List of Defunct College Football Conferences - Conferences Undergoing Name Changes

Conferences Undergoing Name Changes

Conferences which today exist under the same charter but different names:

  • College Athletic Conference (1962–1991) – Adopted its current name of Southern Collegiate Athletic Conference in 1991, presumably to reflect its traditional geographic focus in the South.
  • Dixie Conference (1963–2003) – Now known as the USA South Athletic Conference.
  • Gateway Collegiate Athletic Conference (1985–1992), Gateway Football Conference (1992–2008) – Before 1985, the Gateway Collegiate Athletic Conference was a women's athletic conference whose membership featured several schools now in the Missouri Valley Conference (MVC). When the MVC stopped sponsoring its hybrid Division I-A (now FBS) and Division I-AA (now FCS) football league in 1985, the Gateway Conference took on football as its only men's sport. The initial football membership included the two I-AA football programs then in the MVC, plus the four final members of the AMCU football league (see "Existing conferences that dropped football" below). When the women's portion of the Gateway Conference merged with the MVC in 1992, the football conference maintained the Gateway charter, with a name change to Gateway Football Conference. In 2008, the Gateway Conference, by now featuring five current MVC members, changed its name to the Missouri Valley Football Conference to better align itself with the MVC. The two conferences, however, remain legally separate, although they operate out of the same offices in St. Louis.
  • Indiana Collegiate Athletic Conference (1987–1999) – Changed name to the Heartland Collegiate Athletic Conference after it began to admit schools outside Indiana. Still exists as of 2012.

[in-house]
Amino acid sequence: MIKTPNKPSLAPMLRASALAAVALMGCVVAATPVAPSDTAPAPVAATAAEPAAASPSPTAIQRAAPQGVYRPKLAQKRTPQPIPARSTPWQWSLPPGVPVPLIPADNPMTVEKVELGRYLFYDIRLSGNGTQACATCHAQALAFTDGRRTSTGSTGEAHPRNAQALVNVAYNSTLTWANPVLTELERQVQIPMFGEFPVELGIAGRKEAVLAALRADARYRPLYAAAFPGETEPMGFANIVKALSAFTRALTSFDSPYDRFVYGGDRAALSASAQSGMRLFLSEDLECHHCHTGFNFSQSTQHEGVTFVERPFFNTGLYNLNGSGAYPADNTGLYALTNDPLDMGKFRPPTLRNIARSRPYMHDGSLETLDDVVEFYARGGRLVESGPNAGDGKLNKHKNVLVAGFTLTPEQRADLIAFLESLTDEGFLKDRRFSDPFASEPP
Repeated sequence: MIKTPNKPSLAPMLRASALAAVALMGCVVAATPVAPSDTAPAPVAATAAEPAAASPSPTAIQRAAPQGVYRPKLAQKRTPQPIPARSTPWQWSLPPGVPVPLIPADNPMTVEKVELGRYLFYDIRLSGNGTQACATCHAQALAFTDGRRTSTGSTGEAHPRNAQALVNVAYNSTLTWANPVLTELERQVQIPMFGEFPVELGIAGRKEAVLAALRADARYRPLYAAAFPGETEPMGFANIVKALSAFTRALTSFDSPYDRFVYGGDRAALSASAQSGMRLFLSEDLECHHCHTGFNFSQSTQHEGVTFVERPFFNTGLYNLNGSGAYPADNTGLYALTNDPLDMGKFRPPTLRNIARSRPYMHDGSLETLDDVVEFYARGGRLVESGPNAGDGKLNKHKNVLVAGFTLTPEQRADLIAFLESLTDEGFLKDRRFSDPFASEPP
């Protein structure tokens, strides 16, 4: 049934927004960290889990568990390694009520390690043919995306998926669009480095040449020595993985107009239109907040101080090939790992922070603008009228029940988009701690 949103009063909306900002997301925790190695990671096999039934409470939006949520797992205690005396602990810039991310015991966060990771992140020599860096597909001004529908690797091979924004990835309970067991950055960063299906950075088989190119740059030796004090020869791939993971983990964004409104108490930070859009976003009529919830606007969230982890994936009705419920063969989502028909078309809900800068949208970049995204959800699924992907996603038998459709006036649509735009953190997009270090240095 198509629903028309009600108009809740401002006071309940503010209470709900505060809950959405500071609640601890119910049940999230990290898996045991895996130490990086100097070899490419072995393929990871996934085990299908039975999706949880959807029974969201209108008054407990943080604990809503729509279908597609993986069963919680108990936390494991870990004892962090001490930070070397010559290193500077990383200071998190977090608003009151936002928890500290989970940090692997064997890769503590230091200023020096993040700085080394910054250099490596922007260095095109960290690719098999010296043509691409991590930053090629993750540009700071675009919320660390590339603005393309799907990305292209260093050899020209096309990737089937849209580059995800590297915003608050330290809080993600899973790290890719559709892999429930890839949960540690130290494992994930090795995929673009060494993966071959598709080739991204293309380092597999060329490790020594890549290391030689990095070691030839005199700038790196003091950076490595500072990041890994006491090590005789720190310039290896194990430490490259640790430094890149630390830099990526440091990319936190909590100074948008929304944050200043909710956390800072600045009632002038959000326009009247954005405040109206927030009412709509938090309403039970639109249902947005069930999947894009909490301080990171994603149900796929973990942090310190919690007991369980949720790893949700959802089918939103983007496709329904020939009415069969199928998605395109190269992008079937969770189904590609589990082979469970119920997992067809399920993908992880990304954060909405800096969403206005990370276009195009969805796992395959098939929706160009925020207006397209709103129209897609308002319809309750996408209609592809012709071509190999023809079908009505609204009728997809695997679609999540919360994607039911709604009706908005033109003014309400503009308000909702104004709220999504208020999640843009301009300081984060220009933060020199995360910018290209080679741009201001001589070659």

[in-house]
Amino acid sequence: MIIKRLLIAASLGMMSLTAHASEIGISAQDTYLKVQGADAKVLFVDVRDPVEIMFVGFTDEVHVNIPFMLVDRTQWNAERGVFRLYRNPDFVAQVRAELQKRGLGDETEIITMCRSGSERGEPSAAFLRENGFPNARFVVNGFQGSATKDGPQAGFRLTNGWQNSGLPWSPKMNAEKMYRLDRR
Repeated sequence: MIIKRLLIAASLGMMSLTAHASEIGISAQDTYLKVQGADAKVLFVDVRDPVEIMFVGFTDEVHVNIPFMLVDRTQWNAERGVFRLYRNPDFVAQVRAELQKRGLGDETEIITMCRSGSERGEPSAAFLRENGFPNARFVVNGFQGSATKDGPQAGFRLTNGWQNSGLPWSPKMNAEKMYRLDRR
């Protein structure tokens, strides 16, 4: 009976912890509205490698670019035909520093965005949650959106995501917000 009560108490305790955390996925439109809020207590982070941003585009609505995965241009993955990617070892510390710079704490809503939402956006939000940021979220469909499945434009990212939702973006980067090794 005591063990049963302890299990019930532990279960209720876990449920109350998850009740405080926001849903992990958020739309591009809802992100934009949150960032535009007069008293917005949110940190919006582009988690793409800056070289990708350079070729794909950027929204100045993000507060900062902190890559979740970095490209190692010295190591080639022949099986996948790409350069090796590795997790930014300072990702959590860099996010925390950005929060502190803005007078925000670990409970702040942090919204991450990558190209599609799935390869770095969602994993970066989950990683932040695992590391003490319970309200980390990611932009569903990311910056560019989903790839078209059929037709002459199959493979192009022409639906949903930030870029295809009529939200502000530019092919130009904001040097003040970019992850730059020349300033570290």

• Missouri Intercollegiate Athletic Association (1912–1992) – Changed name to the current Mid-America Intercollegiate Athletics Association in 1992, three years after it admitted its first schools outside Missouri.
  • Nebraska Intercollegiate Athletic Conference (1969–1992), Nebraska-Iowa Athletic Conference (1992–2000) – Names changed as a result of geographic expansion. Known as the Great Plains Athletic Conference since 2000.
  • North State Conference – Also known as the North Carolina State Intercollegiate Conference from 1931 to 1957. Changed its name to the Carolinas Intercollegiate Athletic Conference in 1961 and the Carolinas-Virginia Athletic Conference in 1995 before adopting its current identity as Conference Carolinas in 2007. No longer sponsors football.
  • Before its most recent expansion, the organization now known as the Pacific-12 Conference officially used three different names and unofficially used two others since the establishment of its current charter in 1959:
    • Athletic Association of Western Universities (AAWU) — Official name from 1959 through June 1968.
    • Big Five — Unofficial name used from 1959 to June 1962, when the conference consisted of charter members California, Stanford, UCLA, USC, and Washington.
    • Big Six — Unofficially adopted when Washington State joined in July 1962, and used through June 1964.
    • Pacific-8 Conference — Unofficially adopted when Oregon and Oregon State joined in July 1964; officially adopted in July 1968.
    • Pacific-10 Conference — Adopted in July 1978 with the arrival of Arizona and Arizona State, and used until Colorado and Utah joined in July 2011.
  • The Big Ten Conference is actually that league's second official name. The conference has also unofficially used two other names.
    • Intercollegiate Conference of Faculty Representatives — Official name from formation in 1896 until the "Big Ten" name was officially adopted in 1987.
    • Western Conference — Unofficial name used in the conference's early years.
    • Big Nine — Unofficial name first used in 1899, matching the number of members at that time. The name briefly fell out of use when Michigan was expelled from the conference in 1907, but returned when Ohio State joined in 1912. The name was again used from 1946, after Chicago left the conference, until 1949, when Michigan State joined.
    • Big Ten — Although not officially adopted until 1987, it was unofficially used for two long periods:
      • 1917–1946 (return of Michigan until departure of Chicago)
      • 1949–1987 (arrival of Michigan State until "Big Ten" officially adopted)

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